DMAE calls on UK Department for Transport to release full testing results of Mid-Air Collision Study

DMAE

Drone Manufacturers Alliance Europe (DMAE), the organization representing the manufacturers of the majority of civilian drones, calls on the United Kingdom Department for Transport (DfT) to release the full testing methodology and results of its Mid-Air Collision Study, in order to better understand how to mitigate the risks drones may pose to traditional aircraft.

DfT released an 18-page summary of its testing results last week, which appears to indicate that the vast majority of consumer drones on the market today pose limited risk to civil aviation in general and to commercial airliners in particular. However, the summary left many questions unanswered about its methodology, modelling and results, making it difficult to use its findings as the basis for discussions about drone technology and regulations.

“DMAE strongly believes drone regulations should be based on scientific studies that quantify risk in order to minimize it. Unfortunately, these tests were conducted in secrecy, and the organizations involved have not published their results in detail or submitted them for peer review,” said Daniel Brinkwerth of DMAE. “This summary does not provide an adequate basis for designing safer drones or protecting the public. We ask DfT and its testing partners to publish their methodology and results, so drone manufacturers as well as regulators can use the full data set to improve public safety.”

DfT, the Military Aviation Authority and the British Airline Pilots’ Association commissioned the mid-air collision study, which was conducted by QinetiQ and Natural Impacts. It compared how helicopter and airliner windscreens would withstand impacts with four classes of drones, weighing from 400 grams to 4 kilograms. The summary raised few concerns about the smallest drones that are most prevalent in the skies, and noted that the plastic housings of many drone components served to absorb impact energy and reduce the severity of a collision. However, it is unclear what specific drones were used, or exactly how they performed in their impact tests.

“Some of the most alarming findings in DfT’s summary are based on an object that resembles a javelin more than a drone,” Brinkwerth explained. “The study’s authors could not find a way to launch a 4-kilogram drone against an aircraft windscreen, so they mounted two motors, a heavy camera and an oversized battery on nylon arms. This object could never fly, much less encounter an airliner at high altitude. Researchers need access to the full test results to understand whether this is an acceptable shortcut for scientific research.”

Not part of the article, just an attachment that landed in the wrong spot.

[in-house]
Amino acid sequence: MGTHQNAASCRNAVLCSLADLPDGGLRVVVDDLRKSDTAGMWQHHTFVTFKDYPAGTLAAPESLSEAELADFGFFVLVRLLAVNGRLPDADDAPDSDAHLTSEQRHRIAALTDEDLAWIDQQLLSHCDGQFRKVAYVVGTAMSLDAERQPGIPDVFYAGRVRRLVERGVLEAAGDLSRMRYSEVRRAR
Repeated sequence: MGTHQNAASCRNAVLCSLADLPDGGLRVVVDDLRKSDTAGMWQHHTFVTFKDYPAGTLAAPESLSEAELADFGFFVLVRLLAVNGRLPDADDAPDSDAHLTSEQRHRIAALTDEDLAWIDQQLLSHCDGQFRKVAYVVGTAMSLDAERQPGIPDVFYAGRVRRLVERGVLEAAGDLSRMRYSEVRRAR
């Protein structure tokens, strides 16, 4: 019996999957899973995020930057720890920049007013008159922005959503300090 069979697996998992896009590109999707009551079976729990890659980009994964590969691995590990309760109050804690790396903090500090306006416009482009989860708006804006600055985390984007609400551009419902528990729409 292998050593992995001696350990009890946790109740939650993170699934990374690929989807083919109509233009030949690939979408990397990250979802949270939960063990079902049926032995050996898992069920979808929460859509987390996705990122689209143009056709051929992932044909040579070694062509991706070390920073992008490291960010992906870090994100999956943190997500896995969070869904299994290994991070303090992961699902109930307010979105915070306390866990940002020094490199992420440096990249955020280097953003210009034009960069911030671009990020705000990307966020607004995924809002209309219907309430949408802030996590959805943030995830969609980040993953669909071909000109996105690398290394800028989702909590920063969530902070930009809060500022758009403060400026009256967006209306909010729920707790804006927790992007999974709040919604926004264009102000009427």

The DfT summary stands in contrast to the most detailed scientific study of drone collisions to date, released in April by a United States Federal Aviation Administration research center. That 195-page report, which was peer-reviewed before publication, concluded that small drones are far safer to operate around people than earlier models had assumed. Its detailed descriptions of testing methodology and exhaustive test results allowed independent researchers, manufacturers and others to examine the data and use it to improve drone safety.

DfT’s summary results indicate airliners would face the largest risk from drones while flying at cruising speed, but that would occur above 10,000 feet elevation, where they would be unlikely to encounter a drone. Lower to the ground, they would be flying at slower speeds, further minimizing risk. Helicopters would face different risk, since helicopter windscreens are not required to be strong enough to withstand a collision with a bird. Regulators have long recognized this deficiency, and one European Aviation Safety Agency report considered requiring helicopter pilots to wear helmets and visors in order to protect against bird strikes. Both UK and EU regulators suggest introducing height limits for drones to mitigate potential threats from drones for helicopters.

The summary of the Mid-Air Collision Study acknowledges that the research did not attempt to estimate the likelihood of a traditional aircraft colliding with a drone. As a matter of principle, risk-based policies always draw on an assessment of both potential damage and the probability of its occurrence. “There have been no confirmed collisions anywhere in the world between a modern consumer drone and a traditional aircraft, and drone manufacturers are working diligently on technological solutions to prevent any such collision,” Brinkwerth said. “Many of the shortcomings in this summary report could have been addressed during the research process with more robust participation from all stakeholders. All the major drone manufacturers stand ready to assist with further studies by providing materials for testing as well as research assistance from our experts.”

DMAE welcomes the UK Government response to a public consultation on the safe use of drones to unlock the UK’s high tech economy. It was published last week alongside the results of the Mid-Air Collision Study. “Drone technology offers enormous benefits to business and societies. The UK Government encourages this while ensuring high public safety standards. Its proposal is also largely in line with draft rules of the European Aviation Safety Agency. This adds to the momentum for Europe-wide rules that will bring clarity for all stakeholders, both from manned and unmanned aviation.” Brinkwerth said.